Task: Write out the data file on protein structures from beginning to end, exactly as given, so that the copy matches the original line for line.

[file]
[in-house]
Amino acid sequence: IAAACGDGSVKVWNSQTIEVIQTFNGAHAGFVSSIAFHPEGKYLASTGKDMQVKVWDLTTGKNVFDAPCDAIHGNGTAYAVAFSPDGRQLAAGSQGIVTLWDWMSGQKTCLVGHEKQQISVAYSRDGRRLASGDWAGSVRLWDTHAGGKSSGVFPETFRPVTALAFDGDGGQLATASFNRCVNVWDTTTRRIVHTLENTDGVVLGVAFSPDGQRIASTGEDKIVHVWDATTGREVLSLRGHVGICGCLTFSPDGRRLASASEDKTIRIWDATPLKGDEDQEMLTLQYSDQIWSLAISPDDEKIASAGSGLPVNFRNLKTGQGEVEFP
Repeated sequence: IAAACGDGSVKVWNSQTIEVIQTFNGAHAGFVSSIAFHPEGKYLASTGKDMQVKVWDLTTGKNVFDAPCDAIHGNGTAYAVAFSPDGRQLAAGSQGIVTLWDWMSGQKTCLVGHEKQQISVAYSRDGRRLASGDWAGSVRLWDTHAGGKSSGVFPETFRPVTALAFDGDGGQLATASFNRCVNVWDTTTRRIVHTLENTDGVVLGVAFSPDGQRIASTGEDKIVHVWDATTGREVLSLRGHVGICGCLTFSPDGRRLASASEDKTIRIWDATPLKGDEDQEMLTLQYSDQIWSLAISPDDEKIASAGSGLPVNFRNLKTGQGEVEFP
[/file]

[in-house]
Amino acid sequence: IAAACGDGSVKVWNSQTIEVIQTFNGAHAGFVSSIAFHPEGKYLASTGKDMQVKVWDLTTGKNVFDAPCDAIHGNGTAYAVAFSPDGRQLAAGSQGIVTLWDWMSGQKTCLVGHEKQQISVAYSRDGRRLASGDWAGSVRLWDTHAGGKSSGVFPETFRPVTALAFDGDGGQLATASFNRCVNVWDTTTRRIVHTLENTDGVVLGVAFSPDGQRIASTGEDKIVHVWDATTGREVLSLRGHVGICGCLTFSPDGRRLASASEDKTIRIWDATPLKGDEDQEMLTLQYSDQIWSLAISPDDEKIASAGSGLPVNFRNLKTGQGEVEFP
Repeated sequence: IAAACGDGSVKVWNSQTIEVIQTFNGAHAGFVSSIAFHPEGKYLASTGKDMQVKVWDLTTGKNVFDAPCDAIHGNGTAYAVAFSPDGRQLAAGSQGIVTLWDWMSGQKTCLVGHEKQQISVAYSRDGRRLASGDWAGSVRLWDTHAGGKSSGVFPETFRPVTALAFDGDGGQLATASFNRCVNVWDTTTRRIVHTLENTDGVVLGVAFSPDGQRIASTGEDKIVHVWDATTGREVLSLRGHVGICGCLTFSPDGRRLASASEDKTIRIWDATPLKGDEDQEMLTLQYSDQIWSLAISPDDEKIASAGSGLPVNFRNLKTGQGEVEFP